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Five Years On, Mixed Progress Made by the US Government and Schools to Improve Food Marketing Practices Influencing Children’s and Adolescents’ Diets
Findings published in the American Journal of Preventive Medicine
Findings published in the American Journal of Preventive Medicine
San Diego, CA, February 14, 2012 – New research has found that the US government and schools have made mixed progress to comprehensively address food and beverage marketing practices that put young people’s health at risk. A comprehensive review published in the March issue of the American Journal of Preventive Medicine finds that public sector stakeholders have failed to fully implement recommendations from the Institute of Medicine (IOM) to support a healthful diet to children and adolescents.
“Evidence links the marketing of high-calorie, nutrient-poor branded food and beverage products to obesity rates. Our evaluation found that the prevailing marketing environment continues to threaten children’s health and the public sector has missed important opportunities to promote a healthful diet and create healthy eating environments,” says lead author Vivica Kraak, MS, RD, Research Fellow at Deakin University’s Population Health Strategic Research Center in Melbourne, Victoria, Australia.
In a study requested by Congress in 2004, the IOM determined that food marketing influences children and adolescents to prefer, request, and consume high-calorie and nutrient poor foods and beverages. In December 2005, an expert IOM committee issued a report with 10 recommendations to guide public- and private-sector stakeholders to promote healthy eating in children and adolescents. Kraak and colleagues Mary Story, PhD, RD, University of Minnesota School of Public Health, and Ellen A. Wartella, PhD, Northwestern University School of Communication, conducted a comprehensive literature review of the evidence to determine what progress had been made toward 5 of the report’s recommendations for the public sector. The other 5 recommendations directed at industry stakeholders, were examined in a separate publication released in September 2011. They evaluated 80 data sources, including published articles, enacted legislation, and media stories over 5 years (from late 2005 to early 2011). Their work was funded by Healthy Eating Research, a national program of the Robert Wood Johnson Foundation.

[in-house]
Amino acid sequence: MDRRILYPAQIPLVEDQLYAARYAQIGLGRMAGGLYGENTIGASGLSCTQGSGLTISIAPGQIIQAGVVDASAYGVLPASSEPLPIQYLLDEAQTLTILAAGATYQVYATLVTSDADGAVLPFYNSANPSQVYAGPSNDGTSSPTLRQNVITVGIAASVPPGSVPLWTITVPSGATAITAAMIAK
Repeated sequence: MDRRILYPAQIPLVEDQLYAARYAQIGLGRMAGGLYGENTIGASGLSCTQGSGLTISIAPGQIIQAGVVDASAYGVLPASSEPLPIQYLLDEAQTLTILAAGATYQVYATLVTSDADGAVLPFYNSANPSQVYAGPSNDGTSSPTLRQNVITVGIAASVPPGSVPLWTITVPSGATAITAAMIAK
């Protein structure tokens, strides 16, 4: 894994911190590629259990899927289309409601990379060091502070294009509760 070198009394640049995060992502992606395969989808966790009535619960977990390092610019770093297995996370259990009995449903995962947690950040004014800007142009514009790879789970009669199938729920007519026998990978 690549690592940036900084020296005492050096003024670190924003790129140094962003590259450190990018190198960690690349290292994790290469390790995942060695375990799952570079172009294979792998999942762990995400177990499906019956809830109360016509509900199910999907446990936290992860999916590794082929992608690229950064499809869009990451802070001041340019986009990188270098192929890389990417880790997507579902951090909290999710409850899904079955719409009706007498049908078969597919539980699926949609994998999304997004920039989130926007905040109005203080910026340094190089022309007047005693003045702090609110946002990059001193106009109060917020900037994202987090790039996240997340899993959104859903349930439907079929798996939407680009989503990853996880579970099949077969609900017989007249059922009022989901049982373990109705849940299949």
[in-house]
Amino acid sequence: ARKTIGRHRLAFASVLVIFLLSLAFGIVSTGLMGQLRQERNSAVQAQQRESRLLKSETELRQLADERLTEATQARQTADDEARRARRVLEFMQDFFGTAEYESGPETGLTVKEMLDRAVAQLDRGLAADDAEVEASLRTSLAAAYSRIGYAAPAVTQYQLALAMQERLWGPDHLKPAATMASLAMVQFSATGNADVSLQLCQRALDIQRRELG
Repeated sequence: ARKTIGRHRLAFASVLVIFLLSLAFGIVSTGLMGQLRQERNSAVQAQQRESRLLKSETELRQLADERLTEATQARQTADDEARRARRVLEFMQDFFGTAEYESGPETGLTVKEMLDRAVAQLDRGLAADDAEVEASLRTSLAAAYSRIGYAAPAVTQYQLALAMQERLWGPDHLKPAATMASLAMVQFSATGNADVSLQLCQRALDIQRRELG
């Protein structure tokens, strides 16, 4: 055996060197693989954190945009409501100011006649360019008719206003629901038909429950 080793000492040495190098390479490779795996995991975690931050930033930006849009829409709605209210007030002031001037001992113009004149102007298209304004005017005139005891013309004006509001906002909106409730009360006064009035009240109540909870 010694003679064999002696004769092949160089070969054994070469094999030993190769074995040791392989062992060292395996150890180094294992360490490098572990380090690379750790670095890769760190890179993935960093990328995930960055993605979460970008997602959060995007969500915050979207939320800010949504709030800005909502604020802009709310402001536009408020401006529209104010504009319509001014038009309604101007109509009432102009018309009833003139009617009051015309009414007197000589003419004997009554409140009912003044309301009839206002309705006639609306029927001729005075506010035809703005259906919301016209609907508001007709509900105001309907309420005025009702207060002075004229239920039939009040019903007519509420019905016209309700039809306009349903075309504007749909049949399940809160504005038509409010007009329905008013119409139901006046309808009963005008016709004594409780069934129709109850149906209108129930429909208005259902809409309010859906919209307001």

The evaluation showed that extensive progress was not made by any public-sector group. For example, the report recommended that government partner with the private sector to create a long-term, multifaceted, and financially sustained social marketing program to support parents, caregivers, and families to promote a healthful diet. No progress was found. In a commentary accompanying the article, Lori E. Dorfman, DrPH, of the Berkeley Media Studies Group in Berkeley, CA, notes, “Our government is ceding education about nutrition to the food and beverage industry, which spends $2 billion annually – more than $5 million every day – inundating children with enticements to eat and drink high-fat, sugary and salty foods, and sugar-sweetened beverages.”